Health A to Z
Benign prostate enlargement (BPE) is the medical term to describe an enlarged prostate, a condition that can affect how you pass urine.
BPE is common in men aged over 50. It is not a cancer and it isn't usually a serious threat to health.
This page covers:
The prostate is a small gland, located in the pelvis, between the penis and bladder.
If the prostate becomes enlarged, it can place pressure on the bladder and urethra (the tube through which urine passes).
This can affect how you pee and may cause:
In some men, the symptoms are mild and don't need treatment. In others, they can be very troublesome.
Read more about the symptoms of benign prostate enlargement.
Many men worry that having an enlarged prostate means they have an increased risk of developing prostate cancer. This isn't the case.
The risk of prostate cancer is no greater for men with an enlarged prostate than it is for men without an enlarged prostate.
The cause of prostate enlargement is unknown, but it is believed to be linked to hormonal changes as a man gets older.
The balance of hormones in your body changes as you get older and this may cause your prostate gland to grow.
You might have several different tests to find out if you have an
Your GP may do some of these tests, like a urine test, but others might need to be carried out at a hospital.
Some tests may be needed to rule out other conditions that cause similar symptoms to BPE such as prostate cancer.
Read more about diagnosing benign prostate enlargement.
Treatment for an enlarged prostate will depend on the severity of your symptoms.
If you have mild symptoms, you won't usually need immediate treatment but you'll have regular prostate check-ups.
You'll probably also be advised to make lifestyle changes, such as:
Medication to reduce the size of the prostate and relax your bladder may be recommended to treat moderate to severe symptoms of BPE.
Surgery is usually only recommended for moderate to severe symptoms of BPE that have failed to respond to medication.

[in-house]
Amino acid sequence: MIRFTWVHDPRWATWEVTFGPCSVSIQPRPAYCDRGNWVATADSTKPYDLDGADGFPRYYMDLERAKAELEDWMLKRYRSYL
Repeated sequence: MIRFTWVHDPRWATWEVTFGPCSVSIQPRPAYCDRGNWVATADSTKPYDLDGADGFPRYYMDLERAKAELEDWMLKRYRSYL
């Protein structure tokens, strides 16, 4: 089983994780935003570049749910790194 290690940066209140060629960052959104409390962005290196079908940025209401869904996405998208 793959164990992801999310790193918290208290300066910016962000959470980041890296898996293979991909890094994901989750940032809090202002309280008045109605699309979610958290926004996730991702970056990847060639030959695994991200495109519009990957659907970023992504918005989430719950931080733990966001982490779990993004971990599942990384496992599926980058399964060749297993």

Read more about treating benign prostate enlargement.
Benign prostate enlargement can sometimes lead to complications such as:
Acute urinary retention (AUR) is the sudden inability to pass any urine.
Symptoms of AUR include:
Go immediately to your nearest accident and emergency (A&E) department if you experience the symptoms of AUR.
Symptoms of an enlarged prostate include:
Leaking urine can happen when you feel a sudden need to pee and can't stop some pee leaking out before you get to a toilet. This is called urge incontinence.
Leaking urine can also happen when you strain, for example when you cough, sneeze or lift a heavy object. This is stress incontinence.
The most common form of leaking is when a small amount of urine dribbles into your underwear after peeing.
Read more information about incontinence.
See your GP if you have any of the symptoms on this page.
Even if the symptoms are mild, they could be caused by a condition that needs to be investigated.
Any blood in the urine must be investigated by your GP to rule out other more serious conditions.
To find out whether your prostate gland is enlarged, you'll need to have a few tests.
Some tests will be carried out by your GP and, if needed, others will be carried out by a specialist in urinary problems (a urologist).
Your GP will ask about your symptoms and your concerns, and their impact on your quality of life.
You may be asked to complete:
Your GP should perform a physical examination. They may examine
your stomach and genital areas.
They may also feel your prostate gland through the wall of the back passage (rectum). This is called a digital rectal examination (DRE).
Your GP may order a blood test to check that your kidneys are
They may advise you to have a prostate-specific antigen (PSA) blood test to rule out prostate cancer.
You may be offered a urine test, for example to test for glucose (sugar) or blood. This is to see if you have diabetes or an infection.
Your GP may refer you to a urologist or other appropriate specialist if:
You should also see a specialist if your GP is concerned that your symptoms could be caused by cancer, although for most men cancer is not the cause.
To help find out what might be causing your symptoms and decide how best to manage them, you should be offered additional tests to measure:
You may also be offered other tests, depending on your symptoms or the treatment you and your doctor are considering.
The treatment for an enlarged prostate gland will depend on the severity of your symptoms.
The main treatments are:
Read a summary of the pros and cons of the different treatment options for benign prostate enlargement.
You might be able to relieve the symptoms by making some simple
changes to your lifestyle, such as:
Drinking fewer fizzy drinks and less alcohol, caffeine and artificial sweeteners
Fizzy drinks and drinks that contain alcohol, caffeine (like tea, coffee or cola) and artificial sweeteners can irritate the bladder and make urinary